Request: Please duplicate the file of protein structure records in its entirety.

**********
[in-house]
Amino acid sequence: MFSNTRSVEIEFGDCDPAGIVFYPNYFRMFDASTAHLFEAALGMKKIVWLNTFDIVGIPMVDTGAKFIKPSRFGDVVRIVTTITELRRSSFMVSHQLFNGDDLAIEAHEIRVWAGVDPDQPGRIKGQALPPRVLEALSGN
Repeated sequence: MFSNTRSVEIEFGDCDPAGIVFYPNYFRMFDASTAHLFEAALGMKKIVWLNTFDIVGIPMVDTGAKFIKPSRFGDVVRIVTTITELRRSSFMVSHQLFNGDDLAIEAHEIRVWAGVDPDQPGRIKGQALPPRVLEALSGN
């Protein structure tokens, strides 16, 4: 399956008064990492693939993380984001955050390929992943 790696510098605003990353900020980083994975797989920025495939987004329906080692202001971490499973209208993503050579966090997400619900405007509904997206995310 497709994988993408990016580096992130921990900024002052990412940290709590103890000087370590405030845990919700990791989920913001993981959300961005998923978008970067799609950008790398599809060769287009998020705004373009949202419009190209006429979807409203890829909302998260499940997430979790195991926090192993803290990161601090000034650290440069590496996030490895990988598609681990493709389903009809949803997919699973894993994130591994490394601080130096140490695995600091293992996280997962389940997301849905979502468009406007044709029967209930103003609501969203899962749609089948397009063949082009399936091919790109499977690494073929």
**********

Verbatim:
[in-house]
Amino acid sequence: MFSNTRSVEIEFGDCDPAGIVFYPNYFRMFDASTAHLFEAALGMKKIVWLNTFDIVGIPMVDTGAKFIKPSRFGDVVRIVTTITELRRSSFMVSHQLFNGDDLAIEAHEIRVWAGVDPDQPGRIKGQALPPRVLEALSGN
Repeated sequence: MFSNTRSVEIEFGDCDPAGIVFYPNYFRMFDASTAHLFEAALGMKKIVWLNTFDIVGIPMVDTGAKFIKPSRFGDVVRIVTTITELRRSSFMVSHQLFNGDDLAIEAHEIRVWAGVDPDQPGRIKGQALPPRVLEALSGN
């Protein structure tokens, strides 16, 4: 399956008064990492693939993380984001955050390929992943 790696510098605003990353900020980083994975797989920025495939987004329906080692202001971490499973209208993503050579966090997400619900405007509904997206995310 497709994988993408990016580096992130921990900024002052990412940290709590103890000087370590405030845990919700990791989920913001993981959300961005998923978008970067799609950008790398599809060769287009998020705004373009949202419009190209006429979807409203890829909302998260499940997430979790195991926090192993803290990161601090000034650290440069590496996030490895990988598609681990493709389903009809949803997919699973894993994130591994490394601080130096140490695995600091293992996280997962389940997301849905979502468009406007044709029967209930103003609501969203899962749609089948397009063949082009399936091919790109499977690494073929």